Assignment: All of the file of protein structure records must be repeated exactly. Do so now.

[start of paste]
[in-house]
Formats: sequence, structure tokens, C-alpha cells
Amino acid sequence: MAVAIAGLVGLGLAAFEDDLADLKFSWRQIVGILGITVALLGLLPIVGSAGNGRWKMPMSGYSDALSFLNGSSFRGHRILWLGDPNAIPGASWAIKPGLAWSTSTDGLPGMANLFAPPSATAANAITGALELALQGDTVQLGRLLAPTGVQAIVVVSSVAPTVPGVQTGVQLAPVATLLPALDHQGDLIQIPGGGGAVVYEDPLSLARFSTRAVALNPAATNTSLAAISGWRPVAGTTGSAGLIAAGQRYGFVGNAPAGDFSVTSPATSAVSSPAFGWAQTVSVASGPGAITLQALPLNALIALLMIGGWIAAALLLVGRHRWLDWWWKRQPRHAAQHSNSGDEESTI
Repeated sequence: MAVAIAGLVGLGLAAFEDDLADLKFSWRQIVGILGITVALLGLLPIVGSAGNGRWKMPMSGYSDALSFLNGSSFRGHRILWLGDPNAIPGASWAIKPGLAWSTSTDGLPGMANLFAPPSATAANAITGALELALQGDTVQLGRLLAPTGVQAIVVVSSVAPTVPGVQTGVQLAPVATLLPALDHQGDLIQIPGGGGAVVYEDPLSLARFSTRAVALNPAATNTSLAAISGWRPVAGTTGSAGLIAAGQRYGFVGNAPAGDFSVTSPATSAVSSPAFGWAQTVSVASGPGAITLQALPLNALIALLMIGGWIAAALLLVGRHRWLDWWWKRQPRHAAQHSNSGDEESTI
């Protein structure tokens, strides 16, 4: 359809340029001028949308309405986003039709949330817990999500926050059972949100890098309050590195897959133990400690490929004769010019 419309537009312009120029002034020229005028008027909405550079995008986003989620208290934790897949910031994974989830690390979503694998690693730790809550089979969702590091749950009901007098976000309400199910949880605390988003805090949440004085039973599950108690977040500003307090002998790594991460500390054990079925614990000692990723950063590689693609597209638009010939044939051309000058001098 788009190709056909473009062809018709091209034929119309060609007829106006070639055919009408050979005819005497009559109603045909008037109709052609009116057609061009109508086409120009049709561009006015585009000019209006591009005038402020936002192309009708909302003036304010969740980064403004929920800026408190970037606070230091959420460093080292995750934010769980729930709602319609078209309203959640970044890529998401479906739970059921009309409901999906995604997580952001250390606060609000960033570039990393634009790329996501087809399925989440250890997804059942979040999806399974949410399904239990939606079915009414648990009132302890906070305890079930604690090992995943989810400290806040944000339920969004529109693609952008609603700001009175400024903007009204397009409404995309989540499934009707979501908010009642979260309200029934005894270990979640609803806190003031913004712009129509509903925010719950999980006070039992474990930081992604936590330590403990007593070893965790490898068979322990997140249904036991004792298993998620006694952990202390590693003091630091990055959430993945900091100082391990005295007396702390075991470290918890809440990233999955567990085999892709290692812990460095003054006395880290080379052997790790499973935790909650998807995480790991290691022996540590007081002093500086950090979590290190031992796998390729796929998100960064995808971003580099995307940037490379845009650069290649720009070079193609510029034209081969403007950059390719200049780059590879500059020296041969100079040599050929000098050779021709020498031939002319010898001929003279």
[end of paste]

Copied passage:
[in-house]
Formats: sequence, structure tokens, C-alpha cells
Amino acid sequence: MAVAIAGLVGLGLAAFEDDLADLKFSWRQIVGILGITVALLGLLPIVGSAGNGRWKMPMSGYSDALSFLNGSSFRGHRILWLGDPNAIPGASWAIKPGLAWSTSTDGLPGMANLFAPPSATAANAITGALELALQGDTVQLGRLLAPTGVQAIVVVSSVAPTVPGVQTGVQLAPVATLLPALDHQGDLIQIPGGGGAVVYEDPLSLARFSTRAVALNPAATNTSLAAISGWRPVAGTTGSAGLIAAGQRYGFVGNAPAGDFSVTSPATSAVSSPAFGWAQTVSVASGPGAITLQALPLNALIALLMIGGWIAAALLLVGRHRWLDWWWKRQPRHAAQHSNSGDEESTI
Repeated sequence: MAVAIAGLVGLGLAAFEDDLADLKFSWRQIVGILGITVALLGLLPIVGSAGNGRWKMPMSGYSDALSFLNGSSFRGHRILWLGDPNAIPGASWAIKPGLAWSTSTDGLPGMANLFAPPSATAANAITGALELALQGDTVQLGRLLAPTGVQAIVVVSSVAPTVPGVQTGVQLAPVATLLPALDHQGDLIQIPGGGGAVVYEDPLSLARFSTRAVALNPAATNTSLAAISGWRPVAGTTGSAGLIAAGQRYGFVGNAPAGDFSVTSPATSAVSSPAFGWAQTVSVASGPGAITLQALPLNALIALLMIGGWIAAALLLVGRHRWLDWWWKRQPRHAAQHSNSGDEESTI
């Protein structure tokens, strides 16, 4: 359809340029001028949308309405986003039709949330817990999500926050059972949100890098309050590195897959133990400690490929004769010019 419309537009312009120029002034020229005028008027909405550079995008986003989620208290934790897949910031994974989830690390979503694998690693730790809550089979969702590091749950009901007098976000309400199910949880605390988003805090949440004085039973599950108690977040500003307090002998790594991460500390054990079925614990000692990723950063590689693609597209638009010939044939051309000058001098 788009190709056909473009062809018709091209034929119309060609007829106006070639055919009408050979005819005497009559109603045909008037109709052609009116057609061009109508086409120009049709561009006015585009000019209006591009005038402020936002192309009708909302003036304010969740980064403004929920800026408190970037606070230091959420460093080292995750934010769980729930709602319609078209309203959640970044890529998401479906739970059921009309409901999906995604997580952001250390606060609000960033570039990393634009790329996501087809399925989440250890997804059942979040999806399974949410399904239990939606079915009414648990009132302890906070305890079930604690090992995943989810400290806040944000339920969004529109693609952008609603700001009175400024903007009204397009409404995309989540499934009707979501908010009642979260309200029934005894270990979640609803806190003031913004712009129509509903925010719950999980006070039992474990930081992604936590330590403990007593070893965790490898068979322990997140249904036991004792298993998620006694952990202390590693003091630091990055959430993945900091100082391990005295007396702390075991470290918890809440990233999955567990085999892709290692812990460095003054006395880290080379052997790790499973935790909650998807995480790991290691022996540590007081002093500086950090979590290190031992796998390729796929998100960064995808971003580099995307940037490379845009650069290649720009070079193609510029034209081969403007950059390719200049780059590879500059020296041969100079040599050929000098050779021709020498031939002319010898001929003279």